Connected and quiet - innovations from CES
03 February 2020
Author: Illya Verpraet
At the Consumer Electronics Show companies unveiled plans for more connected vehicles, as well as making electric cars seem even quieter.
Broadly speaking, the automotive technology at the Consumer Electronics Show (CES) in Las Vegas follows two main trends: the next step in infotainment, and making the car into an extension of the living room in preparation for when - or if - self-driving cars arrive.
Land Rover had the new Defender on its stand at the annual event this month to showcase the new 'Pivi Pro' infotainment system. It comes with a 10in touchscreen and two SIM cards, the latter allowing it to use two networks for increased coverage and multiple users to connect via Bluetooth at the same time.
Thanks to the increased connectivity, and because the system is also connected to the various control modules in the car, it makes over-the-air updates possible. When implemented correctly, it might just save a trip to the dealer for maintenance and reduce downtime of the vehicle. Expect this system to roll out to other Jaguar and Land Rover cars over the coming years.
A 10in infotainment system might be quite sizeable today, but may seem positively puny in a couple of years. Sony caught all observers by surprise by presenting the Vision-S, an electric concept car.
With Sony being an electronics company, the car was mainly a showcase for what it can do with the tech inside, rather than a preview of a production car. The main attraction was a panoramic array of screens that incorporate gauges, entertainment and displays either side to replace the door mirrors. If this seems rather pie-in-the-sky, consider that Honda, that most sensible of manufacturers, will have a similar set-up in the electric Honda E, which we will test in production form in the February issue of Business Car.
Going beyond screens, both Audi and BMW presented concepts that feature an advanced head-up display capable of mixed reality. These systems are able to project images onto the windscreen that adapt to the environment in real time. For example, the navigation would allow arrows to be shown directly on the street the driver needs to turn into.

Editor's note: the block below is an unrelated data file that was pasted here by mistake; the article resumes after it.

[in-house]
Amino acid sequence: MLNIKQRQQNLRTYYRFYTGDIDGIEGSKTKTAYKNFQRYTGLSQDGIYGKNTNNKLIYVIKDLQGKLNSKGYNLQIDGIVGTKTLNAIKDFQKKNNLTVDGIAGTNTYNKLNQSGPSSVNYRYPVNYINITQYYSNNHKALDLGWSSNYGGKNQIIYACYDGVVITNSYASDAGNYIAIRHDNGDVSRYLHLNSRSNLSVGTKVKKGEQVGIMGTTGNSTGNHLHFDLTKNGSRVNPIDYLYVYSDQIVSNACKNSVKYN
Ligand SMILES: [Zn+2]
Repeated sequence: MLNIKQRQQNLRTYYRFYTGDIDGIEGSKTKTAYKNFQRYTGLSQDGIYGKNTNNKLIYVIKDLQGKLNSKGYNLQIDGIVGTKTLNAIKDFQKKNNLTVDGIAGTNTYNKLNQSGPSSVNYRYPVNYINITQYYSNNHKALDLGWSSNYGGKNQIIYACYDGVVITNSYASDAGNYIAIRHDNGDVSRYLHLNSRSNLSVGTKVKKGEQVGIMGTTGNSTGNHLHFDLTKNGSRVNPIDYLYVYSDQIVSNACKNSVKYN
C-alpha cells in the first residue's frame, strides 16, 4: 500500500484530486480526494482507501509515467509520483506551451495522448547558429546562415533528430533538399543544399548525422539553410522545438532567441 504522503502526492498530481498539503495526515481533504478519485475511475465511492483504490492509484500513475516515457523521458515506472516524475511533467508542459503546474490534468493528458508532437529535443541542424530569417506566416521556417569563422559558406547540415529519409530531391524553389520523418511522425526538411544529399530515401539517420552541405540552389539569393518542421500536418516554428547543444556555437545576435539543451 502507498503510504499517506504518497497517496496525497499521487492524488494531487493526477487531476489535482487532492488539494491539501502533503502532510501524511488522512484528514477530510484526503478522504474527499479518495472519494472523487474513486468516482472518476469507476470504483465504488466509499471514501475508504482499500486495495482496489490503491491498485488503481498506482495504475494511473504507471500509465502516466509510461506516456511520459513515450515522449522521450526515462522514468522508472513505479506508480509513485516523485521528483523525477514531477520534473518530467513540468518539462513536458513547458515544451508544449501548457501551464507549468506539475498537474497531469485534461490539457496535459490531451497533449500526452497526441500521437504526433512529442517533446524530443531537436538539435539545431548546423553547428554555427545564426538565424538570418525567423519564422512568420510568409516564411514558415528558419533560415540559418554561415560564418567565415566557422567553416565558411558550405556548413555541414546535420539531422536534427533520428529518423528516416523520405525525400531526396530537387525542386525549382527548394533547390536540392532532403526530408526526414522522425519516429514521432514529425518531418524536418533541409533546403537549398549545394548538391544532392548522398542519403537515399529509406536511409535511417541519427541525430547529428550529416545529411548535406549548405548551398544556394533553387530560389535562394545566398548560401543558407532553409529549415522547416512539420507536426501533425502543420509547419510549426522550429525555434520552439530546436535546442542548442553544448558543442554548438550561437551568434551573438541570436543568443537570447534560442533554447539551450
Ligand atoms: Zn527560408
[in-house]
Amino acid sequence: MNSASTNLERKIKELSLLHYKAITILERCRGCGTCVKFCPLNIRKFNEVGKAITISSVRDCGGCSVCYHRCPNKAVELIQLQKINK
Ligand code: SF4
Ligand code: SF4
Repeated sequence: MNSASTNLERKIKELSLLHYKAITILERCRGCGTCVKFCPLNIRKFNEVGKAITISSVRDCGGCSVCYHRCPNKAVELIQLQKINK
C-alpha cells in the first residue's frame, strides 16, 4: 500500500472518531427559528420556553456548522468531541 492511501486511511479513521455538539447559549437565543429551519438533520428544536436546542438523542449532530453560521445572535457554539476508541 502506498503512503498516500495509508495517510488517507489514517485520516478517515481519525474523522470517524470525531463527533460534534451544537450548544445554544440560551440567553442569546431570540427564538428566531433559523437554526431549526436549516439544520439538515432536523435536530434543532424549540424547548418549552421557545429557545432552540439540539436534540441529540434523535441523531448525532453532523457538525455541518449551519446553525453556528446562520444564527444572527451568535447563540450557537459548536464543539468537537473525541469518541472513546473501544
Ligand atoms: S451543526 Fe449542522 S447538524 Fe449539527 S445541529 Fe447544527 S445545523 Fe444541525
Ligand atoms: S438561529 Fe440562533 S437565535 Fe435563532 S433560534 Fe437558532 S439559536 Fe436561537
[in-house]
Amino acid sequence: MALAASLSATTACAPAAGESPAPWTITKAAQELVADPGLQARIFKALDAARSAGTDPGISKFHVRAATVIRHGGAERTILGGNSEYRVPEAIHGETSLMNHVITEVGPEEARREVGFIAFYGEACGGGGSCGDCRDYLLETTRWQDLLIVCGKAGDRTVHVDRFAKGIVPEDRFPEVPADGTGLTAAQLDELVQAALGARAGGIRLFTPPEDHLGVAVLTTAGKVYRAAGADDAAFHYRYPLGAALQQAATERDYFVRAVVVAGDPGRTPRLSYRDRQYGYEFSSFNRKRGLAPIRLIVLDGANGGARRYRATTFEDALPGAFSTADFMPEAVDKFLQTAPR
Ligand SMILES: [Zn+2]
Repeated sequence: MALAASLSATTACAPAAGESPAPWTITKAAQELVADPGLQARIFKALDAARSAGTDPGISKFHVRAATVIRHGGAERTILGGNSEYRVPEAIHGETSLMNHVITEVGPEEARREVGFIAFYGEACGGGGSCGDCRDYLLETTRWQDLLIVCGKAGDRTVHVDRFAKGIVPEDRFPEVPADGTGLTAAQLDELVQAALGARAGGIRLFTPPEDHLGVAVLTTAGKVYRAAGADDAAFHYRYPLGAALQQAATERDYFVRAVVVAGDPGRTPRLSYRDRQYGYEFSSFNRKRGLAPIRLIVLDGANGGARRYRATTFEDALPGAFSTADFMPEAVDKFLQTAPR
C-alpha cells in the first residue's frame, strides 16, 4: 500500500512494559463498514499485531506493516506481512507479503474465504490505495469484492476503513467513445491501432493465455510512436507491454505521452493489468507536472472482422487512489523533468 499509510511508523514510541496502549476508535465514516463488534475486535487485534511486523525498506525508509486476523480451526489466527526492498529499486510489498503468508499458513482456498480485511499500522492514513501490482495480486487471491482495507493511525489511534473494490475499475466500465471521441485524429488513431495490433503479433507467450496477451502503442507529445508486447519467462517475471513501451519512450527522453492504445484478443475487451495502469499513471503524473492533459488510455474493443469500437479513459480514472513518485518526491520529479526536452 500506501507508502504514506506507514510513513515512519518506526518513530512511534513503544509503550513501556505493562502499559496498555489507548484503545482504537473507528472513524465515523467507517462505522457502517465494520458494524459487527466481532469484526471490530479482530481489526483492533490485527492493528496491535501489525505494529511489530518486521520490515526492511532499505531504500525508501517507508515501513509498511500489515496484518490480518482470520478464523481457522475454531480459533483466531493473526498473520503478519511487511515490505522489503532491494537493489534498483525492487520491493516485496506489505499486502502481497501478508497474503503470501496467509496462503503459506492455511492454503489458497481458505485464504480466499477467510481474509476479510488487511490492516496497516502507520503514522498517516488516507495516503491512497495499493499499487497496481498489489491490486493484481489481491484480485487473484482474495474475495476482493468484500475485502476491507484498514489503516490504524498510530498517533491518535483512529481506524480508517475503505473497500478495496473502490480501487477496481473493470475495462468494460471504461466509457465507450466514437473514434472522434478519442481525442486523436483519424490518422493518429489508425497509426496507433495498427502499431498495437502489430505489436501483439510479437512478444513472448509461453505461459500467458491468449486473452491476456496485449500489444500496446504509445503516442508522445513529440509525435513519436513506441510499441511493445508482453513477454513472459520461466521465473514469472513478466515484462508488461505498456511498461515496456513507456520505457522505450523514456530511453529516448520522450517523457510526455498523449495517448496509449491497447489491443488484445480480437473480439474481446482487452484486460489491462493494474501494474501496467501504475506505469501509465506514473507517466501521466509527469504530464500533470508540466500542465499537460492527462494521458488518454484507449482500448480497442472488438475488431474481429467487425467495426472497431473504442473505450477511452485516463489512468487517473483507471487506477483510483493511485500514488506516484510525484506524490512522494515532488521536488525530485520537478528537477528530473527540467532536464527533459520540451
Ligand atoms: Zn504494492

Mercedes' MBUX system fitted to many of its current models shows arrows on a video recording of the road ahead, so showing this information on the windscreen would be a logical evolution.
The next step in connectivity for infotainment as well as a vehicle's central system will be enabled by 5G. BMW will integrate a 5G telematics system developed with Samsung in the iNext, which is due to launch in 2021. More down to earth, BMW showed how its cars will feature wireless Android Auto from July 2020.
Some of the presentations at CES were about simply making car cabins a nicer place to spend time. As cars increasingly feature electric propulsion, and therefore become quieter, the sound system is drawn into focus, so there were plenty of companies presenting ways to boost the in-car audio.
Harman, known for its premium sound systems, showed how noise cancelling can make car travel more serene. It does this partly by cancelling out road and wind noise, and partly by recognising the conversations from occupants and adjusting the music volume to make speech clearer.
Another, more traditional way of making cabins quieter is by improving sound insulation. Nissan brought a new material made from a lattice structure and plastic film to limit the transmission of a wide frequency band that includes most road and engine noise. The manufacturer says that the new material weighs only a quarter as much as the traditional material.
The upshot is that cars can become lighter and therefore more fuel-efficient, and that smaller cars that would normally be fitted with less insulation because of weight could become more refined.